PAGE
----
Winn Davis Mans Helm in Rocky Year for County


More than two years ago, the Dukes County commissioners hired a Falmouth man, E. Winn Davis, to manage county government.

Mr. Davis, who was then executive secretary for the town of Hanson, took on a position that had been a revolving door - and often a controversial one.

In 1995, the county hired its first full-time manager, a position created under the county charter approved by voters three years earlier.

In the last 10 years, one manager resigned after facing poor performance reviews. Another left after four weeks because of health concerns. A third manager unexpectedly took early retirement and drew scrutiny for a harassment complaint and for cutting checks to herself. A fourth was hired, but quickly dropped after she could not produce evidence of a college degree on her resume.

Mr. Davis has not avoided criticism as a county manager, especially in recent months. But, in contrast to a number of his predecessors, his tenure has provided a relative measure of stability in county government.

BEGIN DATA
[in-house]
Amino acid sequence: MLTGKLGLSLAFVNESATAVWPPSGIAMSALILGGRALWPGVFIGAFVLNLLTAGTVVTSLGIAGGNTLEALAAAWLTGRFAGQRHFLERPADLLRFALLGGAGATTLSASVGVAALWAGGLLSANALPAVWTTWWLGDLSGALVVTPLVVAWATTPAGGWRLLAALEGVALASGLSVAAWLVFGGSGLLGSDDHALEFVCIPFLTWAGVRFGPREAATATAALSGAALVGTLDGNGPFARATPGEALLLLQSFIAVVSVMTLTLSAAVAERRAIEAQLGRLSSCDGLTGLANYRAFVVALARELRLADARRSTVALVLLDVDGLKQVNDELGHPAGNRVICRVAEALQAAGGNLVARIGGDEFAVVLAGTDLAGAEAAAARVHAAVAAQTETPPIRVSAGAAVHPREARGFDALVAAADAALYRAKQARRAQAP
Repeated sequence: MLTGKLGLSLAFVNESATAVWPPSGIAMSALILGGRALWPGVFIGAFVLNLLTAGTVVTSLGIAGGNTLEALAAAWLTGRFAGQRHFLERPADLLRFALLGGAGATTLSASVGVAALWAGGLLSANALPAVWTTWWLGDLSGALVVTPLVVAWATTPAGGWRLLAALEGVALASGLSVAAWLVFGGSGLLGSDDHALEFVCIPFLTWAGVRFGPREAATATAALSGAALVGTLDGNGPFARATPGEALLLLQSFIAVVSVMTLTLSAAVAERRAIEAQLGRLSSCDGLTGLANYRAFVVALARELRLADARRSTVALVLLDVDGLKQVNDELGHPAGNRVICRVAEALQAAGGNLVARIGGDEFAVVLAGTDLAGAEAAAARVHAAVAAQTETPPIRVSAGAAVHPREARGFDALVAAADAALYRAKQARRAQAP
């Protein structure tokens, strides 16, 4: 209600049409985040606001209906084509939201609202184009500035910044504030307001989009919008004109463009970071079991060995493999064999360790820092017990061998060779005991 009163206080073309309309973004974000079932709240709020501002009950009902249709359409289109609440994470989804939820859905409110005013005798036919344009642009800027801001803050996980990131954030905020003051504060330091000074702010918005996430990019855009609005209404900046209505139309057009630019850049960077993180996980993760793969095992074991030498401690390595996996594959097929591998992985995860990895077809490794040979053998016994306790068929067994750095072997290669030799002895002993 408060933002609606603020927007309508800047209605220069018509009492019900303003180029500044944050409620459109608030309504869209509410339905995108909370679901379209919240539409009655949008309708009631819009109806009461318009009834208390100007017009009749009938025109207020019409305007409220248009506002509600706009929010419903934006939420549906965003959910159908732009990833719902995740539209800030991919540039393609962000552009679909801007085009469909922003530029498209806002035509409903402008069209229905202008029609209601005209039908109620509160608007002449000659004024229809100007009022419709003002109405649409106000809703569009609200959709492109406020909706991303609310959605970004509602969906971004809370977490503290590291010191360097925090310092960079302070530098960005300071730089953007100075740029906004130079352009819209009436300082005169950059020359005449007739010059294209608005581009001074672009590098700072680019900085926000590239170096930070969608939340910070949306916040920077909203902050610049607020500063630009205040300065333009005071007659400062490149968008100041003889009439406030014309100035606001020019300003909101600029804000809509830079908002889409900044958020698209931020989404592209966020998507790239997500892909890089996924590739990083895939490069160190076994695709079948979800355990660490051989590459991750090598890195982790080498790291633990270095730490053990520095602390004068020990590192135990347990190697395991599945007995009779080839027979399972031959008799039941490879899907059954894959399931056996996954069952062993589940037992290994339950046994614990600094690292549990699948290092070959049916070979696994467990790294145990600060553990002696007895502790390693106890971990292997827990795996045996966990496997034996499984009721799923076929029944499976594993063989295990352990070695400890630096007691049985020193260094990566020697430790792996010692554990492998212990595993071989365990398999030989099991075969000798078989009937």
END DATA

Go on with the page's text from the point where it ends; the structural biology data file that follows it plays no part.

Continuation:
"Generally speaking, Winn has done a phenomenal job," county commissioner Robert Sawyer said. "I don't think we could have a better county manager. He has a great background, both on issues and on procedures," he added.

"I think he's done a fine job," agreed county commissioner Nelson Smith. "He's brought a steady presence to the management position."

Now, as some Vineyard residents begin to wonder whether county government should continue on the Island, Mr. Davis, 58, has become more visible as a point man for that government.

Among other things he has joined county commissioners in attending selectmen's meetings around the Vineyard, both to hear town concerns and to share information about county operations.

He also has come under criticism, especially from Tisbury officials, who faulted him for a late county fuel bid earlier this year. Because Vineyard towns participate in buying fuel under the bid, any change in the contract price also affects them. Tisbury town administrator John Bugbee estimates the late bid will cost Island towns at least $100,000 more than if the bid had been submitted on time.

The county commission has yet to give Mr. Davis an annual performance review, as specified in his contract. The commission has approved increases in his salary, even though his contract specifies that any salary changes should come after a performance review.